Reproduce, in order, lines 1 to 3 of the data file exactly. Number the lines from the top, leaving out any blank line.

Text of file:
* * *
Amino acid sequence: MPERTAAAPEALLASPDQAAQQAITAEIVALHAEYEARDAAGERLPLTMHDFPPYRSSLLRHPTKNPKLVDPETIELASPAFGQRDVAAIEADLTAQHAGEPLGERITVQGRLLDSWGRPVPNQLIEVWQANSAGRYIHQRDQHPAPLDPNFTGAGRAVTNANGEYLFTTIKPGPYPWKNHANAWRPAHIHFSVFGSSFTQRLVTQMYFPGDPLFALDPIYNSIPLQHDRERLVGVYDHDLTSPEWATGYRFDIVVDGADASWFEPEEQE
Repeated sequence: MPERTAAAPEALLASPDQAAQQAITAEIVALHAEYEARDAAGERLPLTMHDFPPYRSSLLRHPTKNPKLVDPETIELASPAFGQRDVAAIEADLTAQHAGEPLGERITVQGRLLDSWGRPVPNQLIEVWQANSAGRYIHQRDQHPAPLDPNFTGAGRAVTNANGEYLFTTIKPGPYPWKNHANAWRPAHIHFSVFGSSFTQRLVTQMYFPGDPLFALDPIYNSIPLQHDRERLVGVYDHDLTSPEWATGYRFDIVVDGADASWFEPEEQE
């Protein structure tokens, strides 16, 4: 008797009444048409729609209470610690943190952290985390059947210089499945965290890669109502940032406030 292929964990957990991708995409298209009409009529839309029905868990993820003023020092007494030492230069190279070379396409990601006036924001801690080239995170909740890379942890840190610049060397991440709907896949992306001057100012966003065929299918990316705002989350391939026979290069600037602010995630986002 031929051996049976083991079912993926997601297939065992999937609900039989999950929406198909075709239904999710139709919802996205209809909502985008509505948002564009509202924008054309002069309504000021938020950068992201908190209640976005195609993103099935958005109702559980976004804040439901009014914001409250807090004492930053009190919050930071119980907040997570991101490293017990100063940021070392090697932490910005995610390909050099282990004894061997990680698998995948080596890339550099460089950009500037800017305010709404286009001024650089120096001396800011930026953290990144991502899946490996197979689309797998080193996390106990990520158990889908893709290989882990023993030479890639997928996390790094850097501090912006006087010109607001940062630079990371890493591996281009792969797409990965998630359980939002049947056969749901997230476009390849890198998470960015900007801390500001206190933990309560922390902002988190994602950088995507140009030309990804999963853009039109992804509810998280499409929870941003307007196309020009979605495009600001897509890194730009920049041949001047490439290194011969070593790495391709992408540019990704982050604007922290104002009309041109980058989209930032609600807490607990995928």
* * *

Amino acid sequence: MPERTAAAPEALLASPDQAAQQAITAEIVALHAEYEARDAAGERLPLTMHDFPPYRSSLLRHPTKNPKLVDPETIELASPAFGQRDVAAIEADLTAQHAGEPLGERITVQGRLLDSWGRPVPNQLIEVWQANSAGRYIHQRDQHPAPLDPNFTGAGRAVTNANGEYLFTTIKPGPYPWKNHANAWRPAHIHFSVFGSSFTQRLVTQMYFPGDPLFALDPIYNSIPLQHDRERLVGVYDHDLTSPEWATGYRFDIVVDGADASWFEPEEQE
Repeated sequence: MPERTAAAPEALLASPDQAAQQAITAEIVALHAEYEARDAAGERLPLTMHDFPPYRSSLLRHPTKNPKLVDPETIELASPAFGQRDVAAIEADLTAQHAGEPLGERITVQGRLLDSWGRPVPNQLIEVWQANSAGRYIHQRDQHPAPLDPNFTGAGRAVTNANGEYLFTTIKPGPYPWKNHANAWRPAHIHFSVFGSSFTQRLVTQMYFPGDPLFALDPIYNSIPLQHDRERLVGVYDHDLTSPEWATGYRFDIVVDGADASWFEPEEQE
């Protein structure tokens, strides 16, 4: 008797009444048409729609209470610690943190952290985390059947210089499945965290890669109502940032406030 292929964990957990991708995409298209009409009529839309029905868990993820003023020092007494030492230069190279070379396409990601006036924001801690080239995170909740890379942890840190610049060397991440709907896949992306001057100012966003065929299918990316705002989350391939026979290069600037602010995630986002 031929051996049976083991079912993926997601297939065992999937609900039989999950929406198909075709239904999710139709919802996205209809909502985008509505948002564009509202924008054309002069309504000021938020950068992201908190209640976005195609993103099935958005109702559980976004804040439901009014914001409250807090004492930053009190919050930071119980907040997570991101490293017990100063940021070392090697932490910005995610390909050099282990004894061997990680698998995948080596890339550099460089950009500037800017305010709404286009001024650089120096001396800011930026953290990144991502899946490996197979689309797998080193996390106990990520158990889908893709290989882990023993030479890639997928996390790094850097501090912006006087010109607001940062630079990371890493591996281009792969797409990965998630359980939002049947056969749901997230476009390849890198998470960015900007801390500001206190933990309560922390902002988190994602950088995507140009030309990804999963853009039109992804509810998280499409929870941003307007196309020009979605495009600001897509890194730009920049041949001047490439290194011969070593790495391709992408540019990704982050604007922290104002009309041109980058989209930032609600807490607990995928």